Making History: Life in Lockdown
In times like these, where everyday living suddenly changes, everything feels a little surreal. Part of that is the knowledge that we’re living through history – in the future, these times will be studied. People will want to know how we coped with the methods used to try and protect ourselves and others from the coronavirus.
Our own Local Studies Library & Archive has already thought of the kind of resources that will be valued in the future. What’s more, they have a simple way that you can help.
How can I help?
We’re putting the call out for diaries. Many people are already keeping diaries of their experiences in lockdown; if not, it’s never too late to start! We’re asking you to record what your life is like while in lockdown. Your daily routines – and changes to your routine – your struggles, or even your random thoughts. Anything you can record will be helpful. If you need inspiration, you could always look to famous diarists like Anne Frank or Samuel Pepys – or your favourite fictional diarist, be it Adrian Mole or Sofia Khan.
Don’t worry though! While we may have plenty of budding authors in our literary borough, we aren’t looking for the next great memoir. Just jot down what your life is like right now.
Timelines and graphs are all very well, but to get a real feel for everyday life in any period you need to know how it affected the people living through it. Through diaries, we can see what people were doing, thinking and feeling from day to day during periods of massive upheaval. In these unusual times, diaries will show what life was actually like for those of us living through coronavirus.
They can also help you! Keeping a diary can be a great way to work through your own thoughts and feelings, as well as keeping a record of what you’re actually doing. If you’re feeling unmoored, looking for structure or even just proud of how you’re coping, keeping a diary can be a great help.
I feel a bit weird about people reading about my life…
Diaries are, by their nature, private. We will treat your diaries with the confidence you’d expect, and with the professionalism you’ll have seen from our Archivist and Assistants if you’ve paid a visit to our Local Studies Library & Archive.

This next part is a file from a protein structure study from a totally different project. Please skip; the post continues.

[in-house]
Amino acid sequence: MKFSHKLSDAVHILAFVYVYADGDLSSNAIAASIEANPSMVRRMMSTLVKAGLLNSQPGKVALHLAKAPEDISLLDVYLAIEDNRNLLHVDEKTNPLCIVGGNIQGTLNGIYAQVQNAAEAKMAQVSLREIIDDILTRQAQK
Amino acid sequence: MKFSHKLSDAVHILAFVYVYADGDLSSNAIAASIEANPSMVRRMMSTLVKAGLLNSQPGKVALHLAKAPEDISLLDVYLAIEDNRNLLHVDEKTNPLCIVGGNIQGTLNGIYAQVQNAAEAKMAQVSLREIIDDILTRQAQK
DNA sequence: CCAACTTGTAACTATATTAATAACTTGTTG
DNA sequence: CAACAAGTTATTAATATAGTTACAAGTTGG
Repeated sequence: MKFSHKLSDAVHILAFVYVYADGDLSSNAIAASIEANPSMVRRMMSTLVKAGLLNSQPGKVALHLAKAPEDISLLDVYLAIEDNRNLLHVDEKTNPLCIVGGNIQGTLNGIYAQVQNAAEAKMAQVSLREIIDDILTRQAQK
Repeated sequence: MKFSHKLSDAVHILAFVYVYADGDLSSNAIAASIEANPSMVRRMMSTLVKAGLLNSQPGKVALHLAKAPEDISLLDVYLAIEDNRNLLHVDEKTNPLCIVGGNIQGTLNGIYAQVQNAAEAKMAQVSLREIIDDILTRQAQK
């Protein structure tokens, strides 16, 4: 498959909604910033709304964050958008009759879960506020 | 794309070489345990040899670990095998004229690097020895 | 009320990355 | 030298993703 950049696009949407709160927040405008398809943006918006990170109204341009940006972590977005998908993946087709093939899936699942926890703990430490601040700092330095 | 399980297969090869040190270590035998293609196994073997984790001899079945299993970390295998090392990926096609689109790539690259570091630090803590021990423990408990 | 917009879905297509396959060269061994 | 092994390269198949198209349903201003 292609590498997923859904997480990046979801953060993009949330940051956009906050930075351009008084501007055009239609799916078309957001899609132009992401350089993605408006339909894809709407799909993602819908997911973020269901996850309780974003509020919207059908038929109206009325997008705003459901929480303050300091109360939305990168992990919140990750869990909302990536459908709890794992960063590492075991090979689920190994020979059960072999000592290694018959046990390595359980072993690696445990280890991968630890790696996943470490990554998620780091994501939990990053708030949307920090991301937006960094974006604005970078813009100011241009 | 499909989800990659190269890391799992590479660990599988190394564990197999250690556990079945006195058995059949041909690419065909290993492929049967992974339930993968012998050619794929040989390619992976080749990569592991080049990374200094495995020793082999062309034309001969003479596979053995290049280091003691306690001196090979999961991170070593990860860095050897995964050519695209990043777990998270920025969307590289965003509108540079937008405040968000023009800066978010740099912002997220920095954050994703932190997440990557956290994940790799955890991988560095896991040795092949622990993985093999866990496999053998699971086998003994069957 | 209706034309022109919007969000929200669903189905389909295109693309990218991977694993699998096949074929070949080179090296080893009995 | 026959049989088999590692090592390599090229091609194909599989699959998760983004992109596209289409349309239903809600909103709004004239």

The diaries will not be made available to the public immediately. The diaries will be kept secure in Local Studies and will be closed to the public until all the people mentioned in the diaries have passed away. This means that diaries could be closed to the public for up to 100 years if they mention children.
There is an exception. We can make diaries available to the public earlier if we have signed statements from the diary-creator, and from everyone mentioned in the diary, that they are happy for the diary to be made public.
How can I submit it?
Once the crisis is over and Local Studies is open again, diaries can be dropped in at Local Studies. They can also be posted or emailed to us. Diaries can be in any format: hardcopy or digital.
The postal address is: Local Studies Library & Archive, Old Town Hall, Whittaker Avenue, Richmond, TW9 1TP
The email address is: email@example.com
When you gives us your diary, we’ll need you to sign a deposit form to confirm that they are giving it to us. This is so we can legally show the diary has been deposited in our collections. This means that if you post your diary to us, we’d really appreciate you including your name and address. We’ll then be able to send you a deposit form.
Are there any restrictions?
We’re only able to keep diaries from the London Borough of Richmond upon Thames, so if you aren’t resident in the area then we sadly can’t take yours. You might want to see if you have a Local History Library and/or Archive near you, as they might be interested.
We also need the diaries to be in a format we can read and preserve. Most ways of keeping a diary are going to be just fine. However, we won’t be able to access anything written in special diary apps unless you copy and paste it to us or can share it with us as a document.
We look forward to receiving your diaries.